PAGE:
Testimonials from Housing Land Trust Homeowners

“Its important owning space that is special and having your own sanctuary. We can breath easy it feels like Eden in our own backyard garden. We have pride of ownership knowing we worked hard and have been rewarded.”

— Kevin & Margaret


Housing Land Trust of Sonoma County (HLTSC) is a private, non profit corporation established in February 2002.

MISSION STATEMENT: The mission of the Housing Land Trust of Sonoma County is to provide home ownership opportunities to low- and moderate-income families in Sonoma County while ensuring permanent housing affordability through the use of a land trust model. Our mission is based upon the belief that (1) all working families deserve a home of their own, and (2) communities with homeowners from a broad socio-economic range are the strongest and most vibrant.

The model used to fulfill our mission is called the Community Land Trust model (CLT). In this model the land trust organization owns real estate in order to provide benefits to its local community - and in particular to make land and housing available to residents who cannot otherwise afford them. The land acquired can be purchased outright, or donated. The property can be vacant and HLTSC can arrange for the development of housing on it, or the property can have existing structures on it. HLTSC works closely with a variety of local organizations to create affordable housing opportunities for low to moderate income families.

HLT has created 44 homes and we are currently working on 21 more, all in Sonoma County; we have served 52 families to date as we have had 9 re-sales.

Our first development, the Kali Subdivision in Santa Rosa, was done in partnership with Habitat for Humanity of Sonoma County; HfH was the builder for 6 of 10 homes on land owned by HLTSC. The remaining 4 homes were built by The Housing Company, a for-profit developer and builder. In Petaluma, Frates Square is a 26 single family home community at the Southgate Subdivision; homes were built by Delco Builders. The Petaluma project is the inclusionary housing that is part of a larger (about 200 homes) subdivision. HLTSC partnered with the City of Petaluma, a city that continues to hold a stellar track record in building affordable housing. In Cloverdale, HLT has partnered with the City to preserve the affordability of 2 existing units, keeping them from being lost from the workforce housing stock. This year we have housed families in 6 homes at the Sonata Subdivision in Healdsburg in partnership with D.R. Horton and the City. Projects in the planning stages for the remainder of 2013 to 2014 include 21 more single family homes: 10 in Healdsburg and 11 in partnership with the City of Cotati. It is our goal to continue to replicate the model so we can continue to recruit and retain our local workforce making it possible for those who are the fabric of our comunity to afford to work and live in the same community. In all cases the land and buildings are treated differently: The land is held permanently by the land trust so that it will always benefit the community; buildings are owned by those who reside in them with exclusive rights to the property.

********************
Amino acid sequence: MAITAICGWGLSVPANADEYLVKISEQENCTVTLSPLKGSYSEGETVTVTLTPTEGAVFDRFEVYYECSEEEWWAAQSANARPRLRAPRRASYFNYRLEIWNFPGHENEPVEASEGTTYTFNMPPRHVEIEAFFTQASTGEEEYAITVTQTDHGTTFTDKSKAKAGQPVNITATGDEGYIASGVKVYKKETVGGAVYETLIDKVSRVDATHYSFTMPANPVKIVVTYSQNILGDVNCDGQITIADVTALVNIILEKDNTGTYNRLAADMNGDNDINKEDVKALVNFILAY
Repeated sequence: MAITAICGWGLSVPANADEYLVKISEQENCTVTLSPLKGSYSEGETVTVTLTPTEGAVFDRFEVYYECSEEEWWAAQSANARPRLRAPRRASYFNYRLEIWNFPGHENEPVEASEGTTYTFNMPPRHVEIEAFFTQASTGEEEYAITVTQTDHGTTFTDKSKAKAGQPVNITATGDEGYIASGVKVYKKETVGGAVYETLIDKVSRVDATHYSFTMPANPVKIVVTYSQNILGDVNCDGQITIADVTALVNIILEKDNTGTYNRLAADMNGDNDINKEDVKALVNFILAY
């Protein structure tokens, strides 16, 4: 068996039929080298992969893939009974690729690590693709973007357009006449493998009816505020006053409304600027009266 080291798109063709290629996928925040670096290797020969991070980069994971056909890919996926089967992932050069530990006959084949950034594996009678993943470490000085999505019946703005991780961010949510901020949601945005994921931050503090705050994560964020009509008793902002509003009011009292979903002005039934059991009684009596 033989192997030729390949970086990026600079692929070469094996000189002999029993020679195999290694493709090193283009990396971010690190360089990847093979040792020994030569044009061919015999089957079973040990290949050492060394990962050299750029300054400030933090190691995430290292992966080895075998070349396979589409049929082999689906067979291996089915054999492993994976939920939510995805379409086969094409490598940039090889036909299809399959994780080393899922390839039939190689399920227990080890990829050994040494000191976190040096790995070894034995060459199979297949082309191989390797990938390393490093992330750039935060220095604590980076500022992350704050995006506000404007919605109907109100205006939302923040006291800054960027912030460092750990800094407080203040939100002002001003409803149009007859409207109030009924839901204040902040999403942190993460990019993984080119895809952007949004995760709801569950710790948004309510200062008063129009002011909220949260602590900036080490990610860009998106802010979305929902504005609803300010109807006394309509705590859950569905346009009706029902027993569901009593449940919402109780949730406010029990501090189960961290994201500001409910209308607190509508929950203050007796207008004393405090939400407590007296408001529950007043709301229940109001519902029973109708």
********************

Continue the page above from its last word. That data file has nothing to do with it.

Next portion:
HLTSC provides access to land and housing for people who are otherwise priced out of the housing market. The model employed helps people to purchase homes on affordable terms. The land beneath the homes is then leased to the homeowners through a long-term, 99-year, renewable lease. Residents and their descendants can use the land for as long as they wish to live there. The land lease requires that owners live in their homes as their primary residences. When homes are resold, the lease ensures that the new owners will also be residents - not absentee owners.

A key benefit of HLTSC is the ability to ensure prices stay affordable: When the homeowners decide to move, they can sell their homes. The land lease agreement gives the HLTSC the right to buy each home back for an amount determined limited by HLTSC resale formula. The resale formula is designed to give homeowners a fair return for their investment, while keeping the price affordable for future low to moderate income families. At the time of sale, the homeowner has the benefit of having equity and a possible small gain from the sale of the house.

Upon resale, the home price will be determined by what the family can afford, regardless of the housing market. The home made affordable to a family in 2013 will be affordable to a family in 2023 as the increase in home price will be based on the percentage increase in the median household income, as determined by the Department of Housing and Urban Development (HUD) or Standard Metropolitan Statistical Area. Such increase will be measured by comparing the median income on the date of the sale to the first owner family to the median household income on the date of the resale to the subsequent owner family of equivalent area median income level.

The price of the home is as affordable to the subsequent owners for decades as it is to the first owner in the same income level. This aspect is unique to the Land Trust model and what sets it aside from other models that start off by offering affordable housing but are unable to continue to do so after the first sale; tying future resale prices to the percentage increase in the median area income over time has a great impact every time the home is sold, it ensures the home remains affordable in perpetuity.




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